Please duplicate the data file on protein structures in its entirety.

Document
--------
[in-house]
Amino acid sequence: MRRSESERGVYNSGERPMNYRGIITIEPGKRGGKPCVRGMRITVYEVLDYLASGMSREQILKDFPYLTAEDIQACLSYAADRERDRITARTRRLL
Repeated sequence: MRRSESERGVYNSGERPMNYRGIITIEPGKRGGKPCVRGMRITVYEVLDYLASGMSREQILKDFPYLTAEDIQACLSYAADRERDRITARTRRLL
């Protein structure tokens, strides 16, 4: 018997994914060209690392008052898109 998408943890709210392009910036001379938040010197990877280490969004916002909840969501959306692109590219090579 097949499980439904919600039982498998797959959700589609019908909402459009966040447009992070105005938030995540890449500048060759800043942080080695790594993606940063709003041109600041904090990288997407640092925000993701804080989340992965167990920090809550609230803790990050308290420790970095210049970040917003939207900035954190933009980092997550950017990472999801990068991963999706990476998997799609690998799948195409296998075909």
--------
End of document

[in-house]
Amino acid sequence: MRRSESERGVYNSGERPMNYRGIITIEPGKRGGKPCVRGMRITVYEVLDYLASGMSREQILKDFPYLTAEDIQACLSYAADRERDRITARTRRLL
Repeated sequence: MRRSESERGVYNSGERPMNYRGIITIEPGKRGGKPCVRGMRITVYEVLDYLASGMSREQILKDFPYLTAEDIQACLSYAADRERDRITARTRRLL
């Protein structure tokens, strides 16, 4: 018997994914060209690392008052898109 998408943890709210392009910036001379938040010197990877280490969004916002909840969501959306692109590219090579 097949499980439904919600039982498998797959959700589609019908909402459009966040447009992070105005938030995540890449500048060759800043942080080695790594993606940063709003041109600041904090990288997407640092925000993701804080989340992965167990920090809550609230803790990050308290420790970095210049970040917003939207900035954190933009980092997550950017990472999801990068991963999706990476998997799609690998799948195409296998075909």